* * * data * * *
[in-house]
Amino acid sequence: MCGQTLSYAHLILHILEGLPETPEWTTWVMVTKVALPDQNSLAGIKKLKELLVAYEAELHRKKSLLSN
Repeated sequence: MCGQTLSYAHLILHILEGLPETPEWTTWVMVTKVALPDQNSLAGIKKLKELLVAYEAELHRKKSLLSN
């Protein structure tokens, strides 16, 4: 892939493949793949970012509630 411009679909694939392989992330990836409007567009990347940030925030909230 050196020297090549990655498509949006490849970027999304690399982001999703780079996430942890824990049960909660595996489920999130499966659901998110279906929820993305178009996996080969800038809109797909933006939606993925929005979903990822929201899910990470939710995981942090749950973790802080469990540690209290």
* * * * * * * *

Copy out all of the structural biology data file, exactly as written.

[in-house]
Amino acid sequence: MCGQTLSYAHLILHILEGLPETPEWTTWVMVTKVALPDQNSLAGIKKLKELLVAYEAELHRKKSLLSN
Repeated sequence: MCGQTLSYAHLILHILEGLPETPEWTTWVMVTKVALPDQNSLAGIKKLKELLVAYEAELHRKKSLLSN
């Protein structure tokens, strides 16, 4: 892939493949793949970012509630 411009679909694939392989992330990836409007567009990347940030925030909230 050196020297090549990655498509949006490849970027999304690399982001999703780079996430942890824990049960909660595996489920999130499966659901998110279906929820993305178009996996080969800038809109797909933006939606993925929005979903990822929201899910990470939710995981942090749950973790802080469990540690209290």